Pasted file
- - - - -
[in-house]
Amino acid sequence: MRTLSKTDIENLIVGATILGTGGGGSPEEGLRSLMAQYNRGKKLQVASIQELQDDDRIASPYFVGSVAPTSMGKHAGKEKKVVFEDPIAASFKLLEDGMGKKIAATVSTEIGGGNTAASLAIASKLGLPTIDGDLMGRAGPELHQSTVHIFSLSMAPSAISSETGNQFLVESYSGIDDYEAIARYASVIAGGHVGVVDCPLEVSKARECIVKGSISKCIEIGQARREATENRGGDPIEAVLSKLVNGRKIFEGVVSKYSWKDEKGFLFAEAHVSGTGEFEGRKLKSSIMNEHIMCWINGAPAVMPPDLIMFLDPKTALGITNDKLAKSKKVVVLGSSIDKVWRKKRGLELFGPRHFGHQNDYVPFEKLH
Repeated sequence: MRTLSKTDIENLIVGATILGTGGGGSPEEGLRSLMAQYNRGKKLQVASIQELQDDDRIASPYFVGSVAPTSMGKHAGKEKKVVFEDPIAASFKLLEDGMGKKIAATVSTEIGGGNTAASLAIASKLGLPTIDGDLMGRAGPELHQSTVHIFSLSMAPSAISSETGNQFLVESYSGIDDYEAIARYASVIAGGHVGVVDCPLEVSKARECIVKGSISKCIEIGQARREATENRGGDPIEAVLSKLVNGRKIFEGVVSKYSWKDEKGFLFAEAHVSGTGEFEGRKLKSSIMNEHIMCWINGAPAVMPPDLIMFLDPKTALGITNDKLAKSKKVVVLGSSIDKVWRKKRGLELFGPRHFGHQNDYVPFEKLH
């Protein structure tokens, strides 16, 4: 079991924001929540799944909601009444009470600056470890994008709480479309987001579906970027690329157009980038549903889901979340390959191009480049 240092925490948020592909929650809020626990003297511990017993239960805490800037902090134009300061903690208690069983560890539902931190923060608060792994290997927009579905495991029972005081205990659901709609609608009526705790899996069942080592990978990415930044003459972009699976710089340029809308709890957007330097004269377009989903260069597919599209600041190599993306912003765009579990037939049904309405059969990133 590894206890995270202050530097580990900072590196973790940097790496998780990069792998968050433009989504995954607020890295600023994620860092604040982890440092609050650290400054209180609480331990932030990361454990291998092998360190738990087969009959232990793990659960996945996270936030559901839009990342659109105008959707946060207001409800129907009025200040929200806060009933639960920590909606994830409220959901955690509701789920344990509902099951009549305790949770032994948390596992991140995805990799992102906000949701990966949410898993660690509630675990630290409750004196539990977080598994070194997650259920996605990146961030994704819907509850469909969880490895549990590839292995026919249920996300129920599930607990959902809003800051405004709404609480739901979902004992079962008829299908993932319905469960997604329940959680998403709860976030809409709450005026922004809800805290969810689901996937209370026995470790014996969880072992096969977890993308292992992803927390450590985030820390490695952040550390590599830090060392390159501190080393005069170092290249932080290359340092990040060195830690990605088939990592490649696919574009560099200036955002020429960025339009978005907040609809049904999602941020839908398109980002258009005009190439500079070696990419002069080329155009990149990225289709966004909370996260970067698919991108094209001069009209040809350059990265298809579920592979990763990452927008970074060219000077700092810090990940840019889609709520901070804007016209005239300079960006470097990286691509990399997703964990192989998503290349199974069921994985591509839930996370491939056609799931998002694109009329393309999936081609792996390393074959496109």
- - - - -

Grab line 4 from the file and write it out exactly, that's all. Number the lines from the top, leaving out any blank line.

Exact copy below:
């Protein structure tokens, strides 16, 4: 079991924001929540799944909601009444009470600056470890994008709480479309987001579906970027690329157009980038549903889901979340390959191009480049 240092925490948020592909929650809020626990003297511990017993239960805490800037902090134009300061903690208690069983560890539902931190923060608060792994290997927009579905495991029972005081205990659901709609609608009526705790899996069942080592990978990415930044003459972009699976710089340029809308709890957007330097004269377009989903260069597919599209600041190599993306912003765009579990037939049904309405059969990133 590894206890995270202050530097580990900072590196973790940097790496998780990069792998968050433009989504995954607020890295600023994620860092604040982890440092609050650290400054209180609480331990932030990361454990291998092998360190738990087969009959232990793990659960996945996270936030559901839009990342659109105008959707946060207001409800129907009025200040929200806060009933639960920590909606994830409220959901955690509701789920344990509902099951009549305790949770032994948390596992991140995805990799992102906000949701990966949410898993660690509630675990630290409750004196539990977080598994070194997650259920996605990146961030994704819907509850469909969880490895549990590839292995026919249920996300129920599930607990959902809003800051405004709404609480739901979902004992079962008829299908993932319905469960997604329940959680998403709860976030809409709450005026922004809800805290969810689901996937209370026995470790014996969880072992096969977890993308292992992803927390450590985030820390490695952040550390590599830090060392390159501190080393005069170092290249932080290359340092990040060195830690990605088939990592490649696919574009560099200036955002020429960025339009978005907040609809049904999602941020839908398109980002258009005009190439500079070696990419002069080329155009990149990225289709966004909370996260970067698919991108094209001069009209040809350059990265298809579920592979990763990452927008970074060219000077700092810090990940840019889609709520901070804007016209005239300079960006470097990286691509990399997703964990192989998503290349199974069921994985591509839930996370491939056609799931998002694109009329393309999936081609792996390393074959496109």